After being in the industry for many years, we’ve watched countless people consider getting into the app business. Some of them decide to take the leap, and some of them ultimately don’t. Our experience has revealed that the quality of the idea is only a fraction of the equation, and an equal or larger variable in the success equation is the quality of the entrepreneur.
While there are plenty of variables out of any individual’s control, such as unexpected changes to the competitive market or the whims of the public, there are a handful of variables that can make or break a business.
How much financial risk are you comfortable with?
Custom software is expensive by nature, which dramatically increases the potential financial risk of starting an app-based business. You could try to find an investor who will cover all of your upfront development costs, but it’s unlikely that equity deal would be in your favor in the long run. That means you have to be willing to put some of your own money into your app.
Before getting serious about your app, figure out for yourself how much you are willing to put into your app. The difference between being comfortable with $5,000 and being comfortable with $50,000 can have a dramatic impact on whether you can bootstrap or what kind of equity deal you may be able to arrange. If you’re fortunate enough to have the cash to invest, hire some great people to help you. If financial risk isn’t your style, app development may not be for you.
Do you believe in your idea enough to quit your job?
Launching a business of any kind involves getting a lot of people to believe in you, but you have to believe in yourself first. It’s not just a cliche. Businesses don’t magically succeed on their own. It takes a lot of hard work, from meeting with potential investors and advisers to recruiting your early adopters to advertising to new users. Quitting your job to do the hard work is a great option if you’re uncomfortable with pouring your own cash into your business.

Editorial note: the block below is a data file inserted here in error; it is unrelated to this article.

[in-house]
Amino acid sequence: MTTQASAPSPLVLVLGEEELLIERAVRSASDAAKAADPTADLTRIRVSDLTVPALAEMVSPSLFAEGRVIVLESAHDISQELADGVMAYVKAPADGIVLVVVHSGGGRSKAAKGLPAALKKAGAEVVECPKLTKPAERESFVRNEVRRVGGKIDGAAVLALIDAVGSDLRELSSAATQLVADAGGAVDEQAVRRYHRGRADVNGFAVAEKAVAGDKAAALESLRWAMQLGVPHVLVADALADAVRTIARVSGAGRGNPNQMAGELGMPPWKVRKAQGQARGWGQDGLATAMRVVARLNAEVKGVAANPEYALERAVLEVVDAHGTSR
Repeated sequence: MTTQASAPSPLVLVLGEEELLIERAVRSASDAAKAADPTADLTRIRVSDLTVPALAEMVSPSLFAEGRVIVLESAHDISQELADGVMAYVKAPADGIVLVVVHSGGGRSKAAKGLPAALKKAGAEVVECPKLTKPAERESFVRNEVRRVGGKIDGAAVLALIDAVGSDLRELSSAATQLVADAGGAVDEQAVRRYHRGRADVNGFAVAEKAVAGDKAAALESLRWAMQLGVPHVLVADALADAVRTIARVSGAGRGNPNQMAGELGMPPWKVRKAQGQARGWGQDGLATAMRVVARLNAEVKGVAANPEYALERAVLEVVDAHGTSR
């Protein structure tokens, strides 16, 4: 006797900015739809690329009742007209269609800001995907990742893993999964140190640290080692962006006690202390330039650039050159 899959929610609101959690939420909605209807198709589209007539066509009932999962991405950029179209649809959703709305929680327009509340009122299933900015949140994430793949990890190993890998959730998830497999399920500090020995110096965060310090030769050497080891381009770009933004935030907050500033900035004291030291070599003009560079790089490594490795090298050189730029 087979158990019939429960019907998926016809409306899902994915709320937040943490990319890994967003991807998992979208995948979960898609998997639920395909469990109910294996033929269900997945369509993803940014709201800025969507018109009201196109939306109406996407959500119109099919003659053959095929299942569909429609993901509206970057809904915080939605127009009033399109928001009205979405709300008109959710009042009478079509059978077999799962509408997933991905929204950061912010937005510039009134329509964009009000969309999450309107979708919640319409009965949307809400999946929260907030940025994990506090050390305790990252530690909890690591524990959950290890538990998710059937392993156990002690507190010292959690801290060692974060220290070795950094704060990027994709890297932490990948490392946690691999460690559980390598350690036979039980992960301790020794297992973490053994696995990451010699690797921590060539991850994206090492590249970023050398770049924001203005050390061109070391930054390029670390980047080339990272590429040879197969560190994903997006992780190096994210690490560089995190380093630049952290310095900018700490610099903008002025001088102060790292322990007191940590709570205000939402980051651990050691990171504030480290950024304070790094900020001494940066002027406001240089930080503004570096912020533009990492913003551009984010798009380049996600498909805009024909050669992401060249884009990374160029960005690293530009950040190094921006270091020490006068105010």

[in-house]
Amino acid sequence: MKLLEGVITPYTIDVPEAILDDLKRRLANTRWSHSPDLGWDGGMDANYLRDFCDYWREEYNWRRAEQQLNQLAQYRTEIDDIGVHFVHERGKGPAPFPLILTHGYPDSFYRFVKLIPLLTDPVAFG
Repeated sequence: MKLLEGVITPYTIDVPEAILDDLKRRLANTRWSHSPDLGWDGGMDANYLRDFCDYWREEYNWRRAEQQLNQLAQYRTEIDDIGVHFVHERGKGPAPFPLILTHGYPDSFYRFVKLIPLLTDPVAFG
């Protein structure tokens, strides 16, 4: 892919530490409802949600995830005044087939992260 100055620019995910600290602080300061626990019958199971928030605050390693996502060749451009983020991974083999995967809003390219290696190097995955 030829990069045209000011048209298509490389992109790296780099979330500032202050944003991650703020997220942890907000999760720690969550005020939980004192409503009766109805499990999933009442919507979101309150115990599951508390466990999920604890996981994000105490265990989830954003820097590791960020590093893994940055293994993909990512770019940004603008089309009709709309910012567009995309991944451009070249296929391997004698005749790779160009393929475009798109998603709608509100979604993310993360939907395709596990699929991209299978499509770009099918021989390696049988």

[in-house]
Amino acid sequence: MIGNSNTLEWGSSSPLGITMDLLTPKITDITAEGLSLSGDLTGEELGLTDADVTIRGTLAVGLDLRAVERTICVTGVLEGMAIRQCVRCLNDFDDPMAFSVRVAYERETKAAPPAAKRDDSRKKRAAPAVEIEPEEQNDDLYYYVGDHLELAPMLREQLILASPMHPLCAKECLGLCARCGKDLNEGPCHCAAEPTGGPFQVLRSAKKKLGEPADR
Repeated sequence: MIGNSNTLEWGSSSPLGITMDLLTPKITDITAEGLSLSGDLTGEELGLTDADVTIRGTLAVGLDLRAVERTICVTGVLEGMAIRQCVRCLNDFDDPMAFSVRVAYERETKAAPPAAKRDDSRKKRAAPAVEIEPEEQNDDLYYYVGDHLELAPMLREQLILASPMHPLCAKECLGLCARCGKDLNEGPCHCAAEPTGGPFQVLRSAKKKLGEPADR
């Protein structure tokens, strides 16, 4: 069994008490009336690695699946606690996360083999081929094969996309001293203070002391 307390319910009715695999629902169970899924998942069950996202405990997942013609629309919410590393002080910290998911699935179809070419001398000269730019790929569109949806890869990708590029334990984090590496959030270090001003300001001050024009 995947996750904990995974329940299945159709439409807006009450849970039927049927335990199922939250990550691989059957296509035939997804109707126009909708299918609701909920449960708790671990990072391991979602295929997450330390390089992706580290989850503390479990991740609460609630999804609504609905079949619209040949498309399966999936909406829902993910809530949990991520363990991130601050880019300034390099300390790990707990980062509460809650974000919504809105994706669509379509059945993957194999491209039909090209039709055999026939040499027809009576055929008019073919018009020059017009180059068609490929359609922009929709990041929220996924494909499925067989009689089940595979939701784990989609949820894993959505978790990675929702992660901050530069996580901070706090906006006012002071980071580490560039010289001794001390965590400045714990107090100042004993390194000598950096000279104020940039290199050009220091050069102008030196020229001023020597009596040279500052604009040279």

Being unwilling to invest neither money nor your working hours is a red flag that this app idea may not be a realistic path for you. If you’re hoping to compensate your developer for their work by offering equity, quitting your job to hustle for your new business is essential. Why would they risk their working hours if you won’t risk yours?
Are you in it for the money or are you in it for the love of the work?
Most entrepreneurs will openly tell you how long they worked on their business before they got a paycheck, and most of them measure that time in years. Ask yourself if you would be happy to still be working on this app in a year or two but still couldn’t afford to pay yourself a decent wage. Could you be happy living in your mother’s basement eating ramen noodles (for now!) as long as you were building this business? Entrepreneurship is sacrifice, regardless of whether you’re building a brick-and-mortar business or a digital one. Loving the work is the only way you’ll continue to do it without a paycheck.
Still want to launch your app-based business?
Success stories that don’t include any sacrifice from the founder or document any early mistakes are either leaving parts out or are impossible luck. Be realistic about the risk you’re about to take, and you’ll likely set up your business in a way that will be sustainable. Being an entrepreneur of an app-based business isn’t glamorous or easy, but if you have what it takes, you can absolutely work for yourself.
If you’re still confident in your app in the face of risk and sacrifice, let’s chat. We would love to help you turn your idea into reality.